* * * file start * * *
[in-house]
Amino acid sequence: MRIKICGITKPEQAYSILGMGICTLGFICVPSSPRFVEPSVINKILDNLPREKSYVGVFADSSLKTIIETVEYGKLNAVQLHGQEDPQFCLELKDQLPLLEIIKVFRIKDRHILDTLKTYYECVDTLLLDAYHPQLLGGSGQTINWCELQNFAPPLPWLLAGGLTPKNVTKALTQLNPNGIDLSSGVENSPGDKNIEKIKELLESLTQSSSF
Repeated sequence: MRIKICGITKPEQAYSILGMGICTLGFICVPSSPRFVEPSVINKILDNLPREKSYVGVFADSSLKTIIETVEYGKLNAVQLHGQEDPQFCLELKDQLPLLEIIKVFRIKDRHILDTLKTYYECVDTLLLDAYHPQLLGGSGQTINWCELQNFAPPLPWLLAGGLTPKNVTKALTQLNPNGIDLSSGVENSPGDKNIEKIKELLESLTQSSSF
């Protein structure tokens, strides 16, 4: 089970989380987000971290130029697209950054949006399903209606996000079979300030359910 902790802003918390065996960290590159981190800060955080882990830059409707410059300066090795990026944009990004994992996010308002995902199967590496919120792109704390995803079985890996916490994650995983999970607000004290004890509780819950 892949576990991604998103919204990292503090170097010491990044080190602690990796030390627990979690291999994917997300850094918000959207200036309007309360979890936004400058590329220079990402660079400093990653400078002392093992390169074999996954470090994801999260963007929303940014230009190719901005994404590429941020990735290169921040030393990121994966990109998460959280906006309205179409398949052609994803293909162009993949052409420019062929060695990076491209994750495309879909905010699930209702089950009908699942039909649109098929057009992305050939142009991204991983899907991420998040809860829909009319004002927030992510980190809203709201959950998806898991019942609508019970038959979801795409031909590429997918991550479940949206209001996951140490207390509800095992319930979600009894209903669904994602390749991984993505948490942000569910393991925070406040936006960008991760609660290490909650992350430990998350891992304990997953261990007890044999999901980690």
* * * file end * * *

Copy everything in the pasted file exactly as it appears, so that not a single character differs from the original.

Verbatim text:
[in-house]
Amino acid sequence: MRIKICGITKPEQAYSILGMGICTLGFICVPSSPRFVEPSVINKILDNLPREKSYVGVFADSSLKTIIETVEYGKLNAVQLHGQEDPQFCLELKDQLPLLEIIKVFRIKDRHILDTLKTYYECVDTLLLDAYHPQLLGGSGQTINWCELQNFAPPLPWLLAGGLTPKNVTKALTQLNPNGIDLSSGVENSPGDKNIEKIKELLESLTQSSSF
Repeated sequence: MRIKICGITKPEQAYSILGMGICTLGFICVPSSPRFVEPSVINKILDNLPREKSYVGVFADSSLKTIIETVEYGKLNAVQLHGQEDPQFCLELKDQLPLLEIIKVFRIKDRHILDTLKTYYECVDTLLLDAYHPQLLGGSGQTINWCELQNFAPPLPWLLAGGLTPKNVTKALTQLNPNGIDLSSGVENSPGDKNIEKIKELLESLTQSSSF
């Protein structure tokens, strides 16, 4: 089970989380987000971290130029697209950054949006399903209606996000079979300030359910 902790802003918390065996960290590159981190800060955080882990830059409707410059300066090795990026944009990004994992996010308002995902199967590496919120792109704390995803079985890996916490994650995983999970607000004290004890509780819950 892949576990991604998103919204990292503090170097010491990044080190602690990796030390627990979690291999994917997300850094918000959207200036309007309360979890936004400058590329220079990402660079400093990653400078002392093992390169074999996954470090994801999260963007929303940014230009190719901005994404590429941020990735290169921040030393990121994966990109998460959280906006309205179409398949052609994803293909162009993949052409420019062929060695990076491209994750495309879909905010699930209702089950009908699942039909649109098929057009992305050939142009991204991983899907991420998040809860829909009319004002927030992510980190809203709201959950998806898991019942609508019970038959979801795409031909590429997918991550479940949206209001996951140490207390509800095992319930979600009894209903669904994602390749991984993505948490942000569910393991925070406040936006960008991760609660290490909650992350430990998350891992304990997953261990007890044999999901980690």